The 4-H Club had four locations across Douglas prepared. Children and teenagers from across Wyoming descended upon Douglas and the Wyoming State Fairgrounds for the 4-H Wyoming State Shooting competition.
While some traveled hundreds of miles to be in attendance, the 29 shooters from Converse County had a home advantage. The different events were set at various places, most across the fairgrounds.
Archers were housed in the fairgrounds livestock barn, the air rifle range was in the Ft. Caspar facility and the air pistol range in Ft. Fetterman. The shooters using live ammo, the .22 caliber rifles and pistols, went out to the Douglas Trap Club.
More than two dozen shooters from Converse County found themselves on the final leaderboards, most multiple times. It officially began on July 11 with unscheduled archery for any competitor that wanted to make their way to the range.
The groupings from Converse County were scheduled for Friday afternoon and, separated by their ages, went to either the blue face or 3D targets. For the 3D shooting, the indoor setup allowed shooters to walk along the line and find just the right spot for them.
They had full-size fake animals set up at varying distances, with more points for animals that are smaller or further away. There were different birds, as well as deer and small animals for targets. The six of them placed everywhere from the teens to the mid-eighties out of competitors.
While the Converse County archers failed to climb to the top of the leaderboards in their solo shots, the teams regularly finished in the top two or three. Brennan Escobar finished in fourth place in the class A archery target shooting and third place for 3D shooting in the intermediate level.
In Class D intermediate, Garrett Norine got sixth place in target shooting and 11th place in 3D shooting, including five bullseyes. For the seniors level, there were Braeden Ullery, Isaac Moss, Madison Sorg, Kinzey Peregoy, along with sisters Josey and Faye Lankister.
The Lankister sisters are two of the closest competitors, to not be from Douglas, to make the trip to the state shoot. This was the fourth year shooting at the state competition for the sisters from Glenrock.
Josey Lankister said, “The shots are relatively good compared to how I’ve been practicing.”
Despite the wide range of success they had as individuals, the archery teams, for juniors and seniors, the team scores were consistently near the top. The Converse archery teams, in matching t-shirts, finished in second for junior Class B and third for Class D.
The senior Class D team was made of Moss, Sorg, Ullery and Faye Lankister and finished in seventh place with 1105 total points. Had they picked up four more points, they would have risen above one of the teams from Carbon County.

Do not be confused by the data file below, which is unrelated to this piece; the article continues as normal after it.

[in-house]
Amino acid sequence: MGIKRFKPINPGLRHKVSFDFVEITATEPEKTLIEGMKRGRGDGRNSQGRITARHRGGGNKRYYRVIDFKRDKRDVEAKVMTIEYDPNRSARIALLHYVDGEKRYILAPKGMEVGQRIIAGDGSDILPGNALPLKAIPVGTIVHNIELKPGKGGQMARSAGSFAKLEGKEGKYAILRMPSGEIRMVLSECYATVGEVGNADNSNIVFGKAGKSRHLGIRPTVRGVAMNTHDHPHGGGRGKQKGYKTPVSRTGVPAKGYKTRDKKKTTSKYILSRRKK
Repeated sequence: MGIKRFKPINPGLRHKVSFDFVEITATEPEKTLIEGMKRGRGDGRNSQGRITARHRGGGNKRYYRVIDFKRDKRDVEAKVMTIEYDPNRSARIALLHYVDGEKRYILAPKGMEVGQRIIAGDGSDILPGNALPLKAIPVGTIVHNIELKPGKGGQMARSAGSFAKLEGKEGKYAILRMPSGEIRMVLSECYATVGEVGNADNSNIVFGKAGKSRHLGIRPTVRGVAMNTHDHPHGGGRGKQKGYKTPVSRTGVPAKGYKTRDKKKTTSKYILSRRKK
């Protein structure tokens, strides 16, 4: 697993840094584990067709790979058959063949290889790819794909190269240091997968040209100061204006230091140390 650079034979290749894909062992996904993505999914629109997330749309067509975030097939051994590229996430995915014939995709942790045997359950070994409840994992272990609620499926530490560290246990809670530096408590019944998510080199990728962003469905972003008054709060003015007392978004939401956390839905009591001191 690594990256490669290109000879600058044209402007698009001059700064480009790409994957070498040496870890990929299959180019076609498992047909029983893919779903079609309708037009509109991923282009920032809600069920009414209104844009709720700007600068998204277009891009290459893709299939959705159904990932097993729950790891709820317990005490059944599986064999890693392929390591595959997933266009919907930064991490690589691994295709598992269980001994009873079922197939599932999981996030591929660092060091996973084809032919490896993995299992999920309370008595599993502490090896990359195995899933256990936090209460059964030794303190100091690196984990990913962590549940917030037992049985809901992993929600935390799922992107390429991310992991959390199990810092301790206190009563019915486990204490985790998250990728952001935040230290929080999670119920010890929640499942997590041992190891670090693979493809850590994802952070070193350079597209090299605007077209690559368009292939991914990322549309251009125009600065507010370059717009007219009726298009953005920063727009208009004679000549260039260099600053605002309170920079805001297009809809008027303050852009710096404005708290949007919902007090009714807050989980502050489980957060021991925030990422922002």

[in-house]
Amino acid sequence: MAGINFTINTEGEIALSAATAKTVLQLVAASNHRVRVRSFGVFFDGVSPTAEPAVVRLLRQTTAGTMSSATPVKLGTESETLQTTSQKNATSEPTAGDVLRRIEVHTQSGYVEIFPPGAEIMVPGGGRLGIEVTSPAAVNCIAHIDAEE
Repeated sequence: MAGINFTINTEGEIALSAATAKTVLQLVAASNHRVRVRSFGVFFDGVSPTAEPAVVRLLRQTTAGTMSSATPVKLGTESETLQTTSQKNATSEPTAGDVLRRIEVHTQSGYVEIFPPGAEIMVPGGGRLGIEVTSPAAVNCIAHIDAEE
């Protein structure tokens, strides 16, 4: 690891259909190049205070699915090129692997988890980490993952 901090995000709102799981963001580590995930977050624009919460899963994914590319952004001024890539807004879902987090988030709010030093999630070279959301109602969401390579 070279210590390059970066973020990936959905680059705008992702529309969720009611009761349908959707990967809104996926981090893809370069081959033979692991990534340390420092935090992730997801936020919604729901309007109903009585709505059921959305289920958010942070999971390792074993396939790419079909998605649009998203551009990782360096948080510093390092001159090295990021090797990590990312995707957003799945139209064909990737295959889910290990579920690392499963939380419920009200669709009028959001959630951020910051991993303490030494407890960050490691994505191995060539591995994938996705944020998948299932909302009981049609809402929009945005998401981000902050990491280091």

Ullery said, “3D, I didn’t shoot as great as I wanted to. I went inside of my bow this morning and I was tired. I was already kind of worn out from shooting.”
There were seven different competitions with guns for the Converse County shooters to prove their meddle in with intermediate, junior and senior levels. Alex Virtue of Douglas placed in the most events over the weekend.
His highest finishing was sixth place in the air pistol intermediate category. While nobody from Converse County climbed the summit and earned gold in any category, there were two people who finished in second. Frank Smylie was in the air rifle and the .22 rifle shooting, finishing in 2nd place and 29th, respectively.
Both Smylie and Virtue joined Ty Tompkins and James Byerly for the .22 rifle team juniors team. Trent Ford placed only in the shotgun categories getting in fifth place for the normal shotgun and second place with the handicaps.
The highest placing team from Converse County was the .22 rifle seniors that finished fifth. That team of Sorg, Peregoy and William Byerly ended with 560 points, over 250 points below Laramie County. The same trio also got sixth place in the air rifle team shoot.
While the results are important, and everybody strives to the best in the competition, the spot on the leaderboard isn’t the only thing at the end of the day. They all make relationships with other people in 4-H from around the state and the bonds last long after everyone has gone home. With dorms and a full cafeteria set up for the 4-H shooters, the ones from Converse County have the distinct advantage of closeness.
“It’s nice to not have to travel. We can just come out here, shoot, and then go home,” Ullery said.